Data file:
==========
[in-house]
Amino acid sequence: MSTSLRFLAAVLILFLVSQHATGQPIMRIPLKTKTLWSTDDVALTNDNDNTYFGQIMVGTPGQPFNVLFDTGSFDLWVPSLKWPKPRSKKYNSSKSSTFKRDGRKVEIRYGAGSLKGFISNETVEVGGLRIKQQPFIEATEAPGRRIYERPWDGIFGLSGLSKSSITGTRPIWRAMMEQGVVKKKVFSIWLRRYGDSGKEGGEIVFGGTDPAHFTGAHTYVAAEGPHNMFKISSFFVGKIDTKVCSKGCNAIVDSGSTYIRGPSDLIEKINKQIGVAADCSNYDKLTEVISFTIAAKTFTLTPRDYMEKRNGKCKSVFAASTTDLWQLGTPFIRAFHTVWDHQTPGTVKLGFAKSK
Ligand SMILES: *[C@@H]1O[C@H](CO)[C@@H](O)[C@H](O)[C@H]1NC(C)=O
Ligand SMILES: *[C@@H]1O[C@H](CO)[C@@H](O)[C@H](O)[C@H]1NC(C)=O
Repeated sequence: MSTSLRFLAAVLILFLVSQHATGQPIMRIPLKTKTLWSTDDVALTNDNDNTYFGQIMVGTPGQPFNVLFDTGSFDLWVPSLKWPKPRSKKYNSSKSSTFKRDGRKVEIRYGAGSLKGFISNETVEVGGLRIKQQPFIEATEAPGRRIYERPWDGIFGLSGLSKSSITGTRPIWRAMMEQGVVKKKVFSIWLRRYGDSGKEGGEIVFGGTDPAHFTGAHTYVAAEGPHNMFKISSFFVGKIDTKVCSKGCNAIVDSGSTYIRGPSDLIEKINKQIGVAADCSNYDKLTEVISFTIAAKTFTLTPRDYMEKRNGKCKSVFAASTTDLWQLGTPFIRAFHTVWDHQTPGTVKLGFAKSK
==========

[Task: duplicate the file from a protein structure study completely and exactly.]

[in-house]
Amino acid sequence: MSTSLRFLAAVLILFLVSQHATGQPIMRIPLKTKTLWSTDDVALTNDNDNTYFGQIMVGTPGQPFNVLFDTGSFDLWVPSLKWPKPRSKKYNSSKSSTFKRDGRKVEIRYGAGSLKGFISNETVEVGGLRIKQQPFIEATEAPGRRIYERPWDGIFGLSGLSKSSITGTRPIWRAMMEQGVVKKKVFSIWLRRYGDSGKEGGEIVFGGTDPAHFTGAHTYVAAEGPHNMFKISSFFVGKIDTKVCSKGCNAIVDSGSTYIRGPSDLIEKINKQIGVAADCSNYDKLTEVISFTIAAKTFTLTPRDYMEKRNGKCKSVFAASTTDLWQLGTPFIRAFHTVWDHQTPGTVKLGFAKSK
Ligand SMILES: *[C@@H]1O[C@H](CO)[C@@H](O)[C@H](O)[C@H]1NC(C)=O
Ligand SMILES: *[C@@H]1O[C@H](CO)[C@@H](O)[C@H](O)[C@H]1NC(C)=O
Repeated sequence: MSTSLRFLAAVLILFLVSQHATGQPIMRIPLKTKTLWSTDDVALTNDNDNTYFGQIMVGTPGQPFNVLFDTGSFDLWVPSLKWPKPRSKKYNSSKSSTFKRDGRKVEIRYGAGSLKGFISNETVEVGGLRIKQQPFIEATEAPGRRIYERPWDGIFGLSGLSKSSITGTRPIWRAMMEQGVVKKKVFSIWLRRYGDSGKEGGEIVFGGTDPAHFTGAHTYVAAEGPHNMFKISSFFVGKIDTKVCSKGCNAIVDSGSTYIRGPSDLIEKINKQIGVAADCSNYDKLTEVISFTIAAKTFTLTPRDYMEKRNGKCKSVFAASTTDLWQLGTPFIRAFHTVWDHQTPGTVKLGFAKSK